View Mobile Site

When will LAFCo process end for SSJID power bid?

Text Size: Small Large Medium
POSTED May 29, 2013 1:45 a.m.

The South San Joaquin Irrigation District board hopes $150,000 will be enough to hit a “moving target” and end a 46-month ordeal of trying to get its bid to reduce power rates by 15 percent past the Local Agency Formation Commission.

That’s the way that general counsel Steve Emrick described the quest for completing the LAFCo required municipal service review that is crucial to the organization’s bid to takeover PG&E’s existing power delivery system in Manteca, Ripon and Escalon.

And with nearly $500,000 already invested in the process – including $250,000 for the initial report by PA Consulting and more than $200,000 for a redraft (plus administrative fees imposed by LAFCO) – the price tag for the latest go-round left many on the board shaking their heads in disbelief. It is $350,000.

“If paying for the report was what it took to get this done, then maybe that would be one thing. But this is a never-ending process – there’s nothing to suggest that this report is going to be the end of it,” SSJID General Manager Jeff Shields said following the board’s closed session decision to approve less than half of what LAFCO is asking for to try and complete the report. “It’s a never-ending process. It seems to leave us floating out there in space.”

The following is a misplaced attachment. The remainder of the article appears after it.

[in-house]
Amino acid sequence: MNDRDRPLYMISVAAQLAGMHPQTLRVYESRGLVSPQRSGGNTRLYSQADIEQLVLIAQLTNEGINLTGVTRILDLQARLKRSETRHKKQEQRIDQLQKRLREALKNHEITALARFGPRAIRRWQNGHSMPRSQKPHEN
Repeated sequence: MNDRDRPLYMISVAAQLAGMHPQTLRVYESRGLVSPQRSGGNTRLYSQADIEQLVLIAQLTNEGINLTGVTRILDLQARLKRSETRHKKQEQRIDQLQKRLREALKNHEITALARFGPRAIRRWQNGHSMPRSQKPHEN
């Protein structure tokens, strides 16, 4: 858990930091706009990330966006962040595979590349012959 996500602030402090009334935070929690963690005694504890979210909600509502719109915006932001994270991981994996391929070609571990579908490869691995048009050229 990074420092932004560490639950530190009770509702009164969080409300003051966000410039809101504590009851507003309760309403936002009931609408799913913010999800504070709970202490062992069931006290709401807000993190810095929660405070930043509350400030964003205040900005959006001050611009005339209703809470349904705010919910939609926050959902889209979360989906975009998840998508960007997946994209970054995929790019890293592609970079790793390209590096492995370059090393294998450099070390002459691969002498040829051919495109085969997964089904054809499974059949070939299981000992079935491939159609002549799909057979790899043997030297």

It’s the second time that SSJID has been through the application process with LAFCo since they first put in a bid to takeover PG&E’s existing power grid via eminent domain nearly a decade ago.

The first bid was denied – somewhat prejudicially – after members of the commission (most of whom are no longer in their elected offices) took issue with the fact that the district was going to use eminent domain in its pursuit.  PG&E as a quasi-public agency uses eminent domain  on an ongoing basis to take private property so they can put infrastructure in place to make money.

While the consulting firm that was hired by LAFCo has said that SSJID is fiscally capable of absorbing Northern California’s largest power provider’s local operations, they also valued  the PG&E system at a much higher level.

According to Shields, asking the same firm to come in for a third time to assess the situation – especially at a cost that high – removes the “independent” aspect from the equation.

“Neither one of the reports stand up – they’re both out date – and LAFCo wants to hire them again,” he said. “There are plenty of firms in the Northern California that are capable of doing this work and doing it better than PA (consultants) did, and they do work for the California Public Utilities Commission all the time.

“Price curves, economic rate projections, power supplies – these other firms know their practice. And when you consider that PA has been a consultant for PG&E for years, it’s easy to see that we need somebody that’s truly independent.”

Commenting is not available.

Commenting not available.

Please wait ...